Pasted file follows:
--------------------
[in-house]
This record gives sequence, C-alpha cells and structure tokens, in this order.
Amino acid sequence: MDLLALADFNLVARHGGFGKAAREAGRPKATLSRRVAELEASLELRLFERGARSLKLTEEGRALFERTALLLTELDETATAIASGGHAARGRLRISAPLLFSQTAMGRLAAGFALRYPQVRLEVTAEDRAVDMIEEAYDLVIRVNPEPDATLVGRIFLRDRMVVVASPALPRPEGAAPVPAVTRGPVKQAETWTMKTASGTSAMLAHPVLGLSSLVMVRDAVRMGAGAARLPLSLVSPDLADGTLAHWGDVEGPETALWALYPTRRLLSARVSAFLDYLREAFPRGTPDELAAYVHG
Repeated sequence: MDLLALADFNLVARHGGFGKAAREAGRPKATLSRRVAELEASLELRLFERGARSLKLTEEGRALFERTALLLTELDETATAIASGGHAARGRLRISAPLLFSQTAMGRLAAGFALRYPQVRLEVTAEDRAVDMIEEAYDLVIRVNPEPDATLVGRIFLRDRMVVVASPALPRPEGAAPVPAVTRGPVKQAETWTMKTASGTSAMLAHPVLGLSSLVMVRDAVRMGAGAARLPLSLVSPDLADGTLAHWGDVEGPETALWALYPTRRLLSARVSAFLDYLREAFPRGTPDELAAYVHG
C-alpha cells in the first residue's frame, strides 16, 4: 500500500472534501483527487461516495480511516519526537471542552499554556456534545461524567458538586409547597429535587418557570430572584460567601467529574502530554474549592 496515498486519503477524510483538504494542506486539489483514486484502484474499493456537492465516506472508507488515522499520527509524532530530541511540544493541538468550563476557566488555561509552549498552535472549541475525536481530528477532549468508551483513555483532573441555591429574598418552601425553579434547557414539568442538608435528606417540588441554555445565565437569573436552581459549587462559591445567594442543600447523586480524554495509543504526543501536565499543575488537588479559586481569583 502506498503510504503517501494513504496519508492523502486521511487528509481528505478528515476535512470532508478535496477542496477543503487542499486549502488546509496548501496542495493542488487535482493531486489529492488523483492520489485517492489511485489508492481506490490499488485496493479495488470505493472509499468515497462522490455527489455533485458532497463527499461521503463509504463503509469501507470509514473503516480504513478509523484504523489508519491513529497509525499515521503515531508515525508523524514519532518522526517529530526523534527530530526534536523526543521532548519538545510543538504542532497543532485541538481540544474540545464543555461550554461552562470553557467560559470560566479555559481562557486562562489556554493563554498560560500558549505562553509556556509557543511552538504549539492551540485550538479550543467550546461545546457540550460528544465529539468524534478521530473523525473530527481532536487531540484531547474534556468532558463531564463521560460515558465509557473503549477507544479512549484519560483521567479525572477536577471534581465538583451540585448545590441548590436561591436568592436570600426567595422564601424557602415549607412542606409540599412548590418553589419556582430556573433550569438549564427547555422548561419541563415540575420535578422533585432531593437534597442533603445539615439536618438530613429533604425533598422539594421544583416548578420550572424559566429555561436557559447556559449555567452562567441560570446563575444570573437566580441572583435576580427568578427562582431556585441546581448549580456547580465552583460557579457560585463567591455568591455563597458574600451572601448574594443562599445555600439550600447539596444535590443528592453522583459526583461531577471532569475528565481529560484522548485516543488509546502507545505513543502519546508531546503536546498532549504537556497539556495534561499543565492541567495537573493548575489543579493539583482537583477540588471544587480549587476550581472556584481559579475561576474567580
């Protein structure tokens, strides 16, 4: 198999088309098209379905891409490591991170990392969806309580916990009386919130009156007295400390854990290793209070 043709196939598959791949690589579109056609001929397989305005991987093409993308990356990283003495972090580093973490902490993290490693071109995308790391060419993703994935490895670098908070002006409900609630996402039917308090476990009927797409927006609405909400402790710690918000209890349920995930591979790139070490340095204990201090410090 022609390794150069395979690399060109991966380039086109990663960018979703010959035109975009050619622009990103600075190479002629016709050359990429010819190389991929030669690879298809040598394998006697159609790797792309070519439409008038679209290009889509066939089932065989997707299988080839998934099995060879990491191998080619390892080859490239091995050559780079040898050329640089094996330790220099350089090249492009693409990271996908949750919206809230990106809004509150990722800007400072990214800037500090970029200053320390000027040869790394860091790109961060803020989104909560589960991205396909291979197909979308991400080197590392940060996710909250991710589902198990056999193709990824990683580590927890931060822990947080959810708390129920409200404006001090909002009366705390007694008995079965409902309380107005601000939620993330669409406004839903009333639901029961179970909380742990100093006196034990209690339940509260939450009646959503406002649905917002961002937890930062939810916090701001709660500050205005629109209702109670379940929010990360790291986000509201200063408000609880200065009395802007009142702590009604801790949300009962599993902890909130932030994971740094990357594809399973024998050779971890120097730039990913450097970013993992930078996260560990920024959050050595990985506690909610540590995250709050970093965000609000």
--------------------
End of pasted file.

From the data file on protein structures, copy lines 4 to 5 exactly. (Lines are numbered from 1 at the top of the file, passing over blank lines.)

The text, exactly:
Repeated sequence: MDLLALADFNLVARHGGFGKAAREAGRPKATLSRRVAELEASLELRLFERGARSLKLTEEGRALFERTALLLTELDETATAIASGGHAARGRLRISAPLLFSQTAMGRLAAGFALRYPQVRLEVTAEDRAVDMIEEAYDLVIRVNPEPDATLVGRIFLRDRMVVVASPALPRPEGAAPVPAVTRGPVKQAETWTMKTASGTSAMLAHPVLGLSSLVMVRDAVRMGAGAARLPLSLVSPDLADGTLAHWGDVEGPETALWALYPTRRLLSARVSAFLDYLREAFPRGTPDELAAYVHG
C-alpha cells in the first residue's frame, strides 16, 4: 500500500472534501483527487461516495480511516519526537471542552499554556456534545461524567458538586409547597429535587418557570430572584460567601467529574502530554474549592 496515498486519503477524510483538504494542506486539489483514486484502484474499493456537492465516506472508507488515522499520527509524532530530541511540544493541538468550563476557566488555561509552549498552535472549541475525536481530528477532549468508551483513555483532573441555591429574598418552601425553579434547557414539568442538608435528606417540588441554555445565565437569573436552581459549587462559591445567594442543600447523586480524554495509543504526543501536565499543575488537588479559586481569583 502506498503510504503517501494513504496519508492523502486521511487528509481528505478528515476535512470532508478535496477542496477543503487542499486549502488546509496548501496542495493542488487535482493531486489529492488523483492520489485517492489511485489508492481506490490499488485496493479495488470505493472509499468515497462522490455527489455533485458532497463527499461521503463509504463503509469501507470509514473503516480504513478509523484504523489508519491513529497509525499515521503515531508515525508523524514519532518522526517529530526523534527530530526534536523526543521532548519538545510543538504542532497543532485541538481540544474540545464543555461550554461552562470553557467560559470560566479555559481562557486562562489556554493563554498560560500558549505562553509556556509557543511552538504549539492551540485550538479550543467550546461545546457540550460528544465529539468524534478521530473523525473530527481532536487531540484531547474534556468532558463531564463521560460515558465509557473503549477507544479512549484519560483521567479525572477536577471534581465538583451540585448545590441548590436561591436568592436570600426567595422564601424557602415549607412542606409540599412548590418553589419556582430556573433550569438549564427547555422548561419541563415540575420535578422533585432531593437534597442533603445539615439536618438530613429533604425533598422539594421544583416548578420550572424559566429555561436557559447556559449555567452562567441560570446563575444570573437566580441572583435576580427568578427562582431556585441546581448549580456547580465552583460557579457560585463567591455568591455563597458574600451572601448574594443562599445555600439550600447539596444535590443528592453522583459526583461531577471532569475528565481529560484522548485516543488509546502507545505513543502519546508531546503536546498532549504537556497539556495534561499543565492541567495537573493548575489543579493539583482537583477540588471544587480549587476550581472556584481559579475561576474567580